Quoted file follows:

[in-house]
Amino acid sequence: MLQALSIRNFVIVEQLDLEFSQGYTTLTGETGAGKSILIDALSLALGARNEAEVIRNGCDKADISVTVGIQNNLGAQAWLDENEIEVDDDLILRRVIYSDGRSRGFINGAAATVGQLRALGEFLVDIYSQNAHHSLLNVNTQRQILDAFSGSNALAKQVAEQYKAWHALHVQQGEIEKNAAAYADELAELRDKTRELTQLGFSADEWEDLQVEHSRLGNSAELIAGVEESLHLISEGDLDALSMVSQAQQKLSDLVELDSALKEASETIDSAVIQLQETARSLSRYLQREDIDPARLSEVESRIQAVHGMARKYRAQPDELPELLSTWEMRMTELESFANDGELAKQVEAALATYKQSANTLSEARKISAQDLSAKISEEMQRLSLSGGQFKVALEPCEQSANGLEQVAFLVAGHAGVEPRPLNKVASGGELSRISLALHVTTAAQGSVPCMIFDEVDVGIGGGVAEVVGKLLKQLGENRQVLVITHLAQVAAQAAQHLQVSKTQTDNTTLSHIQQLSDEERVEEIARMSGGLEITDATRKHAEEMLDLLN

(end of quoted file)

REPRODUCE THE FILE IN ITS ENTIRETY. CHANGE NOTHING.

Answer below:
[in-house]
Amino acid sequence: MLQALSIRNFVIVEQLDLEFSQGYTTLTGETGAGKSILIDALSLALGARNEAEVIRNGCDKADISVTVGIQNNLGAQAWLDENEIEVDDDLILRRVIYSDGRSRGFINGAAATVGQLRALGEFLVDIYSQNAHHSLLNVNTQRQILDAFSGSNALAKQVAEQYKAWHALHVQQGEIEKNAAAYADELAELRDKTRELTQLGFSADEWEDLQVEHSRLGNSAELIAGVEESLHLISEGDLDALSMVSQAQQKLSDLVELDSALKEASETIDSAVIQLQETARSLSRYLQREDIDPARLSEVESRIQAVHGMARKYRAQPDELPELLSTWEMRMTELESFANDGELAKQVEAALATYKQSANTLSEARKISAQDLSAKISEEMQRLSLSGGQFKVALEPCEQSANGLEQVAFLVAGHAGVEPRPLNKVASGGELSRISLALHVTTAAQGSVPCMIFDEVDVGIGGGVAEVVGKLLKQLGENRQVLVITHLAQVAAQAAQHLQVSKTQTDNTTLSHIQQLSDEERVEEIARMSGGLEITDATRKHAEEMLDLLN